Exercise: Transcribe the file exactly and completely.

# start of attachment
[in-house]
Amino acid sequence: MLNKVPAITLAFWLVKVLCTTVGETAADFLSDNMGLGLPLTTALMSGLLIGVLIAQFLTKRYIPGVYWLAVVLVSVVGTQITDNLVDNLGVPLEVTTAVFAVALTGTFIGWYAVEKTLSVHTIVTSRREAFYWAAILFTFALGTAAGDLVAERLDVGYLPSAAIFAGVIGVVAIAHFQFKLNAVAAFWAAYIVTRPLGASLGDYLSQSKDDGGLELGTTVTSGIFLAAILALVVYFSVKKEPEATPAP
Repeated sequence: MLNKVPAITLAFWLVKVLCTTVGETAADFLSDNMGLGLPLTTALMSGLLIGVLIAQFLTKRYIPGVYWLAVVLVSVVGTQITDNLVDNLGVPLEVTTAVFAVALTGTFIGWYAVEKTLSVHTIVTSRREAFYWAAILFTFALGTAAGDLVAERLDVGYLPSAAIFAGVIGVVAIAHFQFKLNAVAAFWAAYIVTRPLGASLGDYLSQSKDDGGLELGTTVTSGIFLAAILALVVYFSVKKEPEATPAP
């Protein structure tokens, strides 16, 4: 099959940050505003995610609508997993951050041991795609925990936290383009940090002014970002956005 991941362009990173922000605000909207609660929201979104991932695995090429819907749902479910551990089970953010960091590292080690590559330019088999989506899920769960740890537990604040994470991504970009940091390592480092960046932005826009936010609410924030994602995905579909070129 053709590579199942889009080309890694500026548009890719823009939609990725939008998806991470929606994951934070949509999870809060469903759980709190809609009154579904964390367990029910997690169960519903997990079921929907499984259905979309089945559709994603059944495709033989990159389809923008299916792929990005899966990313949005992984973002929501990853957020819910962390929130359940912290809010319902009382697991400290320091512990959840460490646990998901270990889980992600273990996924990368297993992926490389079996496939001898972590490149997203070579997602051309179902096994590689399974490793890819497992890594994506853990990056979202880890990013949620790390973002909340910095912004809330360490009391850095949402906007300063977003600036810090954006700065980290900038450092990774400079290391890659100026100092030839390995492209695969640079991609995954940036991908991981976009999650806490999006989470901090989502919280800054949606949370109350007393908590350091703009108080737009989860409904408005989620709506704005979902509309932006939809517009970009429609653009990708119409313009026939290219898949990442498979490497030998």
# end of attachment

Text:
[in-house]
Amino acid sequence: MLNKVPAITLAFWLVKVLCTTVGETAADFLSDNMGLGLPLTTALMSGLLIGVLIAQFLTKRYIPGVYWLAVVLVSVVGTQITDNLVDNLGVPLEVTTAVFAVALTGTFIGWYAVEKTLSVHTIVTSRREAFYWAAILFTFALGTAAGDLVAERLDVGYLPSAAIFAGVIGVVAIAHFQFKLNAVAAFWAAYIVTRPLGASLGDYLSQSKDDGGLELGTTVTSGIFLAAILALVVYFSVKKEPEATPAP
Repeated sequence: MLNKVPAITLAFWLVKVLCTTVGETAADFLSDNMGLGLPLTTALMSGLLIGVLIAQFLTKRYIPGVYWLAVVLVSVVGTQITDNLVDNLGVPLEVTTAVFAVALTGTFIGWYAVEKTLSVHTIVTSRREAFYWAAILFTFALGTAAGDLVAERLDVGYLPSAAIFAGVIGVVAIAHFQFKLNAVAAFWAAYIVTRPLGASLGDYLSQSKDDGGLELGTTVTSGIFLAAILALVVYFSVKKEPEATPAP
């Protein structure tokens, strides 16, 4: 099959940050505003995610609508997993951050041991795609925990936290383009940090002014970002956005 991941362009990173922000605000909207609660929201979104991932695995090429819907749902479910551990089970953010960091590292080690590559330019088999989506899920769960740890537990604040994470991504970009940091390592480092960046932005826009936010609410924030994602995905579909070129 053709590579199942889009080309890694500026548009890719823009939609990725939008998806991470929606994951934070949509999870809060469903759980709190809609009154579904964390367990029910997690169960519903997990079921929907499984259905979309089945559709994603059944495709033989990159389809923008299916792929990005899966990313949005992984973002929501990853957020819910962390929130359940912290809010319902009382697991400290320091512990959840460490646990998901270990889980992600273990996924990368297993992926490389079996496939001898972590490149997203070579997602051309179902096994590689399974490793890819497992890594994506853990990056979202880890990013949620790390973002909340910095912004809330360490009391850095949402906007300063977003600036810090954006700065980290900038450092990774400079290391890659100026100092030839390995492209695969640079991609995954940036991908991981976009999650806490999006989470901090989502919280800054949606949370109350007393908590350091703009108080737009989860409904408005989620709506704005979902509309932006939809517009970009429609653009990708119409313009026939290219898949990442498979490497030998």